Defining Terms

Protected versus Unprotected Speech

"Freedom" does not mean "free of restrictions." On several occasions the U.S. Supreme Court has noted that there are no "absolute" freedoms: "Conduct remains subject to regulation for the protection of society. The freedom to act must have appropriate definition to preserve the enforcement of that protection."1 Therefore, although the First Amendment to the U.S. Constitution provides that "Congress shall make no law . . . abridging the freedom of speech," the U.S. Supreme Court has recognized that the government may do just that: "[T]he unconditional phrasing of the First Amendment was not intended to protect every utterance."2

Some types of speech that the U.S. Supreme Court has ruled are not subject to First Amendment protection include:

  • Obscenity: "If a state obscenity law is [appropriately] limited, First Amendment values are adequately protected by ultimate independent appellate review of constitutional claims when necessary." Miller v. California, 413 U.S. 15 (1973).
  • Defamation: "[I]t is recognized that punishment for the abuse of the liberty accorded to the press is essential to the protection of the public, and that the common-law rules that subject the libeler to responsibility for the public offense, as well as for the private injury, are not abolished by the protection extended in our Constitutions." Near v. State Of Minnesota Ex Rel. Olson, 283 U.S. 697 (1931).
  • Causing panic: "The most stringent protection of free speech would not protect a man in falsely shouting fire in a theatre and causing a panic." Schenck v. United States, 249 U.S. 47 (1919).
  • Fighting words: The U.S. Supreme Court held that the First Amendment does not protect "fighting words -- those which by their very utterance inflict injury or tend to incite an immediate breach of the peace." Chaplinsky v. New Hampshire, 315 U.S. 568 (1942). However, in Brandenburg v. Ohio, 395 U.S. 444 (1969), the Supreme Court held that the First Amendment protects speech that encourages others to commit violence, unless the speech is capable of "producing imminent lawless action. Even advocating "illegal action at some indefinite future time" is protected. Hess v. Indiana, 414 U.S. 105 (1973).
  • Sedition: "We reject any principle of governmental helplessness in the face of preparation for revolution, which principle, carried to its logical conclusion, must lead to anarchy. No one could conceive that it is not within the power of Congress to prohibit acts intended to overthrow the Government by force and violence." Dennis v. United States, 341 U.S. 494 (1951), where one of the "acts" which the Court found the government could prohibit was to knowingly and willfully "advocate and teach the duty and necessity of overthrowing and destroying the Government of the United States by force and violence."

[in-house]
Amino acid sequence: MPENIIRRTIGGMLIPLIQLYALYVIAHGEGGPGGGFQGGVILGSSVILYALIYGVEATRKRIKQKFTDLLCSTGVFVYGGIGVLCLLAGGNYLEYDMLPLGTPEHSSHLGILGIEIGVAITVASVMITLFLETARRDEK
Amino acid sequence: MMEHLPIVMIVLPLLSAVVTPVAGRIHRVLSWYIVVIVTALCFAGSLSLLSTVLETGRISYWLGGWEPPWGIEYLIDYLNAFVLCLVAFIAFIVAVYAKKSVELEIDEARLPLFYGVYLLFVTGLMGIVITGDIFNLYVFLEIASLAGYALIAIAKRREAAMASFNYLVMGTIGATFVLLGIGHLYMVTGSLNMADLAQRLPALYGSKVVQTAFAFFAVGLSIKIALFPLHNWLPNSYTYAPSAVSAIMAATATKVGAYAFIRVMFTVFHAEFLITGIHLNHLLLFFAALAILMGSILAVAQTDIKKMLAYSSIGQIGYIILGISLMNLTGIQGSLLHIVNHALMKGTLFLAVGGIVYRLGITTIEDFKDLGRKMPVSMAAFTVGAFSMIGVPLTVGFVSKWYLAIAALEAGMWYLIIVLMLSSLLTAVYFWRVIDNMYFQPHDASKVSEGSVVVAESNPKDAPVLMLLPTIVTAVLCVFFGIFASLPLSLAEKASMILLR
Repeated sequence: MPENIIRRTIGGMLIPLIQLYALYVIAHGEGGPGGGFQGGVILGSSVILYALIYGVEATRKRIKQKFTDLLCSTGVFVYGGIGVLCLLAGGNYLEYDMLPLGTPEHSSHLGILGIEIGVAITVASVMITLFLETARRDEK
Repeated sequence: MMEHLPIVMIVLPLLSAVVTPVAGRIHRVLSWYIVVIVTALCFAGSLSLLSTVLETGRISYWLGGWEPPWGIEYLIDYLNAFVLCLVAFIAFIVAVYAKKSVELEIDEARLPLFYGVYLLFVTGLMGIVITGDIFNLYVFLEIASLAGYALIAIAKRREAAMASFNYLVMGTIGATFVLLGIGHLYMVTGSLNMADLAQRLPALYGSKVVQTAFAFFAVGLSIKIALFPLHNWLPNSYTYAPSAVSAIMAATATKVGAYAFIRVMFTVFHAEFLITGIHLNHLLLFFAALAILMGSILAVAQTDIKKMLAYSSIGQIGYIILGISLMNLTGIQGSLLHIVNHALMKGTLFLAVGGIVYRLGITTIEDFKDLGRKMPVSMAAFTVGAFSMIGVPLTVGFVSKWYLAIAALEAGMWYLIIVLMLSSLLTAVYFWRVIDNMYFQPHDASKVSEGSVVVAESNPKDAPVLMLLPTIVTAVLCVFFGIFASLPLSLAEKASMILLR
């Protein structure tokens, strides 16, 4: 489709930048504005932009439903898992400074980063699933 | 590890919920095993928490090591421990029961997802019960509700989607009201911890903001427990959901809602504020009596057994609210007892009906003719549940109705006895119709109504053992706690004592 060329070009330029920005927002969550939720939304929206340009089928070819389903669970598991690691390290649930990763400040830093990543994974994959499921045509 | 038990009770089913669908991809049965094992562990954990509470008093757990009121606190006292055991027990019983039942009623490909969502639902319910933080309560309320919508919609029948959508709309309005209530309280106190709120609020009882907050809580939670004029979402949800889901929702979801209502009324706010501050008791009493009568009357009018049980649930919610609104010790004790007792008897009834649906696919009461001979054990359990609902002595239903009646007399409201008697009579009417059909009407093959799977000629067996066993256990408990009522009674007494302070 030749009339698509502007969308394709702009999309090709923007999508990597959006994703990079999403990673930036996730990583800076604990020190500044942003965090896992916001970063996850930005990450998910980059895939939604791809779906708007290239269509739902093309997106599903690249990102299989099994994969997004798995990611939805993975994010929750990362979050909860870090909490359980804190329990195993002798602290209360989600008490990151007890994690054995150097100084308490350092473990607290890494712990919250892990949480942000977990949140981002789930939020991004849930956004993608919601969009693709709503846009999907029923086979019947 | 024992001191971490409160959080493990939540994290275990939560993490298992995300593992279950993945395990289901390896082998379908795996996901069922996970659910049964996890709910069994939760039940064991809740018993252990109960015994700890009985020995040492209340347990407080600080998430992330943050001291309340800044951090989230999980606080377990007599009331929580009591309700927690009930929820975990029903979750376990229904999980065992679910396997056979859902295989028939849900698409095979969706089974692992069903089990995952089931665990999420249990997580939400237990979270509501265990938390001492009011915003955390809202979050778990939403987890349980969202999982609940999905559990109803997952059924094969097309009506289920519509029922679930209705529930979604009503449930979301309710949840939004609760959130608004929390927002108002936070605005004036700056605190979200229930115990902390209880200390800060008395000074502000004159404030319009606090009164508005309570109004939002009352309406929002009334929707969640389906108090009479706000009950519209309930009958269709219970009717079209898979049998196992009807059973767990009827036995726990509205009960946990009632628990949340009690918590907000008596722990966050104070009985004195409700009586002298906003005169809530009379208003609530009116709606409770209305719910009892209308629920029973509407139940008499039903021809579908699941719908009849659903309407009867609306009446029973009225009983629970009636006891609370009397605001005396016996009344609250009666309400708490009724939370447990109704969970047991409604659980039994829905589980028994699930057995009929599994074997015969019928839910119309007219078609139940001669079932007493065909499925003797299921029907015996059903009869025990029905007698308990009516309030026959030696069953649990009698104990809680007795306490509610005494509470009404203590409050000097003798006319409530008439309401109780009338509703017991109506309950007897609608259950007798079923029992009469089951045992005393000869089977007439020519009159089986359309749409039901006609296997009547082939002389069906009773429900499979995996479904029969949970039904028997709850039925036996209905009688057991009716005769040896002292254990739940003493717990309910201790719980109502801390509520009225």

Freedom of expression cases often involve a great deal of analysis to understand why some types of expression are protected, while others are not (for example, why the wearing of armbands with a peace symbol was deemed protected expression under the First Amendment, but the burning of a draft card was not).3 The Supreme Court continues to this day to clarify what is and is not protected expression.4 Furthermore, different countries have different standards for what is considered protected speech.

The people of China, however, do not even enjoy two of the most fundamental rights to freedom of expression: the right to criticize their leaders and the right to publish free of prior restraints. Therefore, in the interest of clarity, the term "freedom of expression" as used in the Virtual Academy contemplates first and foremost the right of a person in China to engage in one or more of the following types of expression:

  • Publish a private newspaper carrying original news stories without having to apply to the government for a license, or pay anything but a small registration fee.
  • Run a subscription or advertising-supported Website carrying original news stories without having to apply to the government for a license, or pay anything but a small registration fee.
  • Print and publish a book discussing China's leaders without having to employ a government-licensed publisher.
  • Publish opinions critical of China's senior leaders and their policies.

Currently the Chinese government considers all of these activities illegal and imprisons people who engage in them.

"Freedom of "Expression"

In China, as in the United States, there is no constitutional right to freedom of "expression." Rather, both countries' constitutions specify that citizens enjoy the rights to freedom of "speech" and freedom of "publication/the press." This website uses the term "freedom of expression" as an umbrella term to encompass both of these rights.

"Freedom of "Speech"

"Freedom of speech" is often used in U.S. jurisprudence to refer to non-verbal "expression" (such as flag burning). However, in the interests of clarity, in the Virtual Academy the term "freedom of speech" refers only to spoken and written expression.